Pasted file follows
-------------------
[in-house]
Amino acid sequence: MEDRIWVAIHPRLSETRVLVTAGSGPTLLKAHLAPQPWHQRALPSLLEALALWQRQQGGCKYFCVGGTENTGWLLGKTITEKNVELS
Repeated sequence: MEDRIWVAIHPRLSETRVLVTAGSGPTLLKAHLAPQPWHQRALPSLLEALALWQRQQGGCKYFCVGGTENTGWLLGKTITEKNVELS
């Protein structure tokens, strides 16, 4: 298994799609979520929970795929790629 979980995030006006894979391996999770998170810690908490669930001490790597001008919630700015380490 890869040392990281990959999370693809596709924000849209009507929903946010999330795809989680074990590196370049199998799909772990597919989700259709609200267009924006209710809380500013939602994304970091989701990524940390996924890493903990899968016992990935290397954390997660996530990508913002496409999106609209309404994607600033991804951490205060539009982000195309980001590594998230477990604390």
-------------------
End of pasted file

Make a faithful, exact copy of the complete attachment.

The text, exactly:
[in-house]
Amino acid sequence: MEDRIWVAIHPRLSETRVLVTAGSGPTLLKAHLAPQPWHQRALPSLLEALALWQRQQGGCKYFCVGGTENTGWLLGKTITEKNVELS
Repeated sequence: MEDRIWVAIHPRLSETRVLVTAGSGPTLLKAHLAPQPWHQRALPSLLEALALWQRQQGGCKYFCVGGTENTGWLLGKTITEKNVELS
């Protein structure tokens, strides 16, 4: 298994799609979520929970795929790629 979980995030006006894979391996999770998170810690908490669930001490790597001008919630700015380490 890869040392990281990959999370693809596709924000849209009507929903946010999330795809989680074990590196370049199998799909772990597919989700259709609200267009924006209710809380500013939602994304970091989701990524940390996924890493903990899968016992990935290397954390997660996530990508913002496409999106609209309404994607600033991804951490205060539009982000195309980001590594998230477990604390």